Terrorism Networks and Trade: Does the Neighbor Hurt?
In this paper, we study the impact of transnational terrorism diffusion on security and trade. We set up a simple theoretical model predicting that the closer a country is to a source of terrorism, the higher the negative spillovers on its trade. The idea is that security measures, which impede trade, are directed both against the source country of terror and its neighbor countries where terrorism may diffuse. In contrast, we demonstrate that countries located far rom terror could benefit from an increase in security by trading more. Taken to the test, we empirically document these predictions. We find (1) a direct negative impact of transnational terrorism on trade; (2) an indirect negative impact emanating from terrorism of neighbor countries; and (3) that trade is increasing with remoteness to terror. These results are robust to various definitions of the neighboring relationships among countries.
|Date of creation:||Aug 2010|
|Contact details of provider:|| Postal: Centre for Economic Policy Research, 77 Bastwick Street, London EC1V 3PZ.|
Phone: 44 - 20 - 7183 8801
Fax: 44 - 20 - 7183 8820
|Order Information:|| Email: |
Please report citation or reference errors to , or , if you are the registered author of the cited work, log in to your RePEc Author Service profile, click on "citations" and make appropriate adjustments.:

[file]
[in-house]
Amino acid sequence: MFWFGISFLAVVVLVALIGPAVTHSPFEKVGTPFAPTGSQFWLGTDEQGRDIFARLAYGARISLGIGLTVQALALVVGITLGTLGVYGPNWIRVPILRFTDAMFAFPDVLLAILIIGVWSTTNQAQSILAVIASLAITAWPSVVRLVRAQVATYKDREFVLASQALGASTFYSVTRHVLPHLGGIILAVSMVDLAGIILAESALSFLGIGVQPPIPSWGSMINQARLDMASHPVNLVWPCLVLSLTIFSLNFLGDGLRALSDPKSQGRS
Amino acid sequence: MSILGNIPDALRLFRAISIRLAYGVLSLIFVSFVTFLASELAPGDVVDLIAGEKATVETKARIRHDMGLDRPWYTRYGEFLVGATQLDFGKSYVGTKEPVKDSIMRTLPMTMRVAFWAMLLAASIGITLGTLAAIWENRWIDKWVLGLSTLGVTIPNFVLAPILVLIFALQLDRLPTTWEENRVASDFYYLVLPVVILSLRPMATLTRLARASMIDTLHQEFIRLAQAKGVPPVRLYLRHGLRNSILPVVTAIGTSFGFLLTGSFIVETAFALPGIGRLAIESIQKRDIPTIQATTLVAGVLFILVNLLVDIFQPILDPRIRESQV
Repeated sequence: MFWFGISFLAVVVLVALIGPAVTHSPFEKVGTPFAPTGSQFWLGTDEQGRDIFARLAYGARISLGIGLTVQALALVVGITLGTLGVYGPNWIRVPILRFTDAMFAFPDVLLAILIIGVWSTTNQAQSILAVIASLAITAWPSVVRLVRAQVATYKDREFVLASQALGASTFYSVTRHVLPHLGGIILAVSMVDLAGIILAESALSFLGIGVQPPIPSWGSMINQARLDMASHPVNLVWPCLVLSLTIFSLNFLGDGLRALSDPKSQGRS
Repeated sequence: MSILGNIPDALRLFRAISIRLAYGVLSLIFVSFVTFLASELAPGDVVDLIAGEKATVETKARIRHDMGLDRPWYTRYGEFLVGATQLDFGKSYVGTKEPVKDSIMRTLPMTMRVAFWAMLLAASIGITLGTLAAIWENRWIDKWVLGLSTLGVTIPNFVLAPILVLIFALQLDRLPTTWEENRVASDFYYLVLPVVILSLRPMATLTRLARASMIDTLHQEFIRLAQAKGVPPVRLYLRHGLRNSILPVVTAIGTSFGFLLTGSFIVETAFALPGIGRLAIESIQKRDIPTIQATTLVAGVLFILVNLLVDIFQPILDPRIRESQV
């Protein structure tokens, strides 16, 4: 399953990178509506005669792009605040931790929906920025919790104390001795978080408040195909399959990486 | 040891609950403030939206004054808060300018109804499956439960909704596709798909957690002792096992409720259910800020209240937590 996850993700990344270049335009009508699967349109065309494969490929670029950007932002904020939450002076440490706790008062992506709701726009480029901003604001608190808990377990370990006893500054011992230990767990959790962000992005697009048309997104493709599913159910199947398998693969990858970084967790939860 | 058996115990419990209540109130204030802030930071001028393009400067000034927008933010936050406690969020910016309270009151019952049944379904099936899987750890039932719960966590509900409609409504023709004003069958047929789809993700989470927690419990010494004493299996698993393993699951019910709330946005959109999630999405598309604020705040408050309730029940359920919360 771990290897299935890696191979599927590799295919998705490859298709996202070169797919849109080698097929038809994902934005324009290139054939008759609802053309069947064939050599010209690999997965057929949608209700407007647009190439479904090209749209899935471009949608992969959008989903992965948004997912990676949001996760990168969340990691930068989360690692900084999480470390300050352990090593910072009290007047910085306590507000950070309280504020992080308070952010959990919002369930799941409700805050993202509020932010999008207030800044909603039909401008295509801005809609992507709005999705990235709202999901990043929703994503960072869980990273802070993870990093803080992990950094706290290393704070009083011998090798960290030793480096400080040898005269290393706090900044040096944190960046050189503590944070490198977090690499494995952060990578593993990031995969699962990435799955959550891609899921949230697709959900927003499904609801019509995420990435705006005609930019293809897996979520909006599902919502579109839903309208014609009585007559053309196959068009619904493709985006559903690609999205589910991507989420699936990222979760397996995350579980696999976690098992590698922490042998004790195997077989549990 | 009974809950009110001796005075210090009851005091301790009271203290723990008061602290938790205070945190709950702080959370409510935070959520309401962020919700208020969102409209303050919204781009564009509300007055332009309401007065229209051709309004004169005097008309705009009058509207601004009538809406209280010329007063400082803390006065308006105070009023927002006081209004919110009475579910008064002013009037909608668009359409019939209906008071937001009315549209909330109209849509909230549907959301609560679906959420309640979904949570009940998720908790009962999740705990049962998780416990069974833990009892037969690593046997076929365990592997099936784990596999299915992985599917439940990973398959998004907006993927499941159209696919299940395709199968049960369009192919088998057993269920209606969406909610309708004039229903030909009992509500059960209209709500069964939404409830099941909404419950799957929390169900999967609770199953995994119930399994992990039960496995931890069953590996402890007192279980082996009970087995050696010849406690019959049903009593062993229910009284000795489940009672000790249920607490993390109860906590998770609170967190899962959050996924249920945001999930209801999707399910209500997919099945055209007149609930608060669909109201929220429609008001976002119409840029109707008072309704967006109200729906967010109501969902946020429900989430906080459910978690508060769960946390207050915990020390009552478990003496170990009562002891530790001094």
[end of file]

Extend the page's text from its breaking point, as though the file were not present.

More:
- S. Brock Blomberg & Gregory D. Hess, 2006.
"How Much Does Violence Tax Trade?,"
The Review of Economics and Statistics,
MIT Press, vol. 88(4), pages 599-612, November.
- Daniel Mirza & Thierry Verdier, 2008.
"International trade, security and transnational terrorism: Theory and a survey of empirics,"
- Mirza, Daniel & Verdier, Thierry, 2008. "International trade, security and transnational terrorism: Theory and a survey of empirics," Journal of Comparative Economics, Elsevier, vol. 36(2), pages 179-194, June.
- James E. Anderson & Douglas Marcouiller, 1997.
"Trade and Security,I: Anarchy,"
NBER Working Papers
6223, National Bureau of Economic Research, Inc.
- Robert C. Feenstra & John Romalis & Peter K. Schott, 2002. "U.S. Imports, Exports, and Tariff Data, 1989-2001," NBER Working Papers 9387, National Bureau of Economic Research, Inc.
- James E. Anderson & Yoto V. Yotov, 2010.
"The Changing Incidence of Geography,"
American Economic Review,
American Economic Association, vol. 100(5), pages 2157-2186, December.
- James E. Anderson & Yoto V. Yotov, 2008. "The Changing Incidence of Geography," NBER Working Papers 14423, National Bureau of Economic Research, Inc.
- James E. Anderson & Yoto V. Yotov, 2008. "The Changing Incidence of Geography," Boston College Working Papers in Economics 698, Boston College Department of Economics.
When requesting a correction, please mention this item's handle: RePEc:cpr:ceprdp:7946. See general information about how to correct material in RePEc.
For technical questions regarding this item, or to correct its authors, title, abstract, bibliographic or download information, contact: ()
If references are entirely missing, you can add them using this form.